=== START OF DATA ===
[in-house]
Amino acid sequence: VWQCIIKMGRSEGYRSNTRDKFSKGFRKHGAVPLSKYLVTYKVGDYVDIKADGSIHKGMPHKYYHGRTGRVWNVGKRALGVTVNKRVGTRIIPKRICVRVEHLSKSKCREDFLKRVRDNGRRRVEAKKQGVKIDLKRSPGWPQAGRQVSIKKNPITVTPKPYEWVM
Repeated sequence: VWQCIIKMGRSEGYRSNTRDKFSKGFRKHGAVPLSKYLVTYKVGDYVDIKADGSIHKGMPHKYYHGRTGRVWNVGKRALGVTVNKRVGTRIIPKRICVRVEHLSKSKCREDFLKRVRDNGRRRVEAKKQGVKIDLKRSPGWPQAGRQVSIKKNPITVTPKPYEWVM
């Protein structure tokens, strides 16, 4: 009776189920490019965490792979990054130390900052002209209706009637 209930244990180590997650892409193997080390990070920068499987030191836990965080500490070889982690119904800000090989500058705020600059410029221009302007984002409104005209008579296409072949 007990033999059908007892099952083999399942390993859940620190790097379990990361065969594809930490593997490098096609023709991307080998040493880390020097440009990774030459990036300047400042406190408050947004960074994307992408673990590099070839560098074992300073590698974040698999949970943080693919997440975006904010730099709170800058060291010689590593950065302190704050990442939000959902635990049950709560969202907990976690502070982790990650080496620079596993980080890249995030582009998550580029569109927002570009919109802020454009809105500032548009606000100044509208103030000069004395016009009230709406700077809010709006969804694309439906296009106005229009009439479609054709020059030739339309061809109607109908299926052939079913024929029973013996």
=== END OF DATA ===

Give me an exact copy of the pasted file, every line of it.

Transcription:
[in-house]
Amino acid sequence: VWQCIIKMGRSEGYRSNTRDKFSKGFRKHGAVPLSKYLVTYKVGDYVDIKADGSIHKGMPHKYYHGRTGRVWNVGKRALGVTVNKRVGTRIIPKRICVRVEHLSKSKCREDFLKRVRDNGRRRVEAKKQGVKIDLKRSPGWPQAGRQVSIKKNPITVTPKPYEWVM
Repeated sequence: VWQCIIKMGRSEGYRSNTRDKFSKGFRKHGAVPLSKYLVTYKVGDYVDIKADGSIHKGMPHKYYHGRTGRVWNVGKRALGVTVNKRVGTRIIPKRICVRVEHLSKSKCREDFLKRVRDNGRRRVEAKKQGVKIDLKRSPGWPQAGRQVSIKKNPITVTPKPYEWVM
């Protein structure tokens, strides 16, 4: 009776189920490019965490792979990054130390900052002209209706009637 209930244990180590997650892409193997080390990070920068499987030191836990965080500490070889982690119904800000090989500058705020600059410029221009302007984002409104005209008579296409072949 007990033999059908007892099952083999399942390993859940620190790097379990990361065969594809930490593997490098096609023709991307080998040493880390020097440009990774030459990036300047400042406190408050947004960074994307992408673990590099070839560098074992300073590698974040698999949970943080693919997440975006904010730099709170800058060291010689590593950065302190704050990442939000959902635990049950709560969202907990976690502070982790990650080496620079596993980080890249995030582009998550580029569109927002570009919109802020454009809105500032548009606000100044509208103030000069004395016009009230709406700077809010709006969804694309439906296009106005229009009439479609054709020059030739339309061809109607109908299926052939079913024929029973013996």